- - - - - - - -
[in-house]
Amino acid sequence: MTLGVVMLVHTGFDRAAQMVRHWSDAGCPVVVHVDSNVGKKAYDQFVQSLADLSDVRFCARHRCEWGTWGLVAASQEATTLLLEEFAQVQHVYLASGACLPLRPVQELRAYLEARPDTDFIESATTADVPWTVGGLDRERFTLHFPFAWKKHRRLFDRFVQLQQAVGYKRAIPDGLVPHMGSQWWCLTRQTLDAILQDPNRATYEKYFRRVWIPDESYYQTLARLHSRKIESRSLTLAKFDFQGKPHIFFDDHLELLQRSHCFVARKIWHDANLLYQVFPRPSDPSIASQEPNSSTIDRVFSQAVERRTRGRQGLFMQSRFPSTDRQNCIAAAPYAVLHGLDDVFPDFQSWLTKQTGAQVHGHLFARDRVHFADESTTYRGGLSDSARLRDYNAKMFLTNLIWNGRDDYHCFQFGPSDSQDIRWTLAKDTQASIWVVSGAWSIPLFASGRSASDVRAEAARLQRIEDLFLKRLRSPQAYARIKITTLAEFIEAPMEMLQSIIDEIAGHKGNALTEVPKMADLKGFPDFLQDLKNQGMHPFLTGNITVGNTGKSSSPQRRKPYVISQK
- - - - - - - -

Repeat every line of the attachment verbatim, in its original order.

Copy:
[in-house]
Amino acid sequence: MTLGVVMLVHTGFDRAAQMVRHWSDAGCPVVVHVDSNVGKKAYDQFVQSLADLSDVRFCARHRCEWGTWGLVAASQEATTLLLEEFAQVQHVYLASGACLPLRPVQELRAYLEARPDTDFIESATTADVPWTVGGLDRERFTLHFPFAWKKHRRLFDRFVQLQQAVGYKRAIPDGLVPHMGSQWWCLTRQTLDAILQDPNRATYEKYFRRVWIPDESYYQTLARLHSRKIESRSLTLAKFDFQGKPHIFFDDHLELLQRSHCFVARKIWHDANLLYQVFPRPSDPSIASQEPNSSTIDRVFSQAVERRTRGRQGLFMQSRFPSTDRQNCIAAAPYAVLHGLDDVFPDFQSWLTKQTGAQVHGHLFARDRVHFADESTTYRGGLSDSARLRDYNAKMFLTNLIWNGRDDYHCFQFGPSDSQDIRWTLAKDTQASIWVVSGAWSIPLFASGRSASDVRAEAARLQRIEDLFLKRLRSPQAYARIKITTLAEFIEAPMEMLQSIIDEIAGHKGNALTEVPKMADLKGFPDFLQDLKNQGMHPFLTGNITVGNTGKSSSPQRRKPYVISQK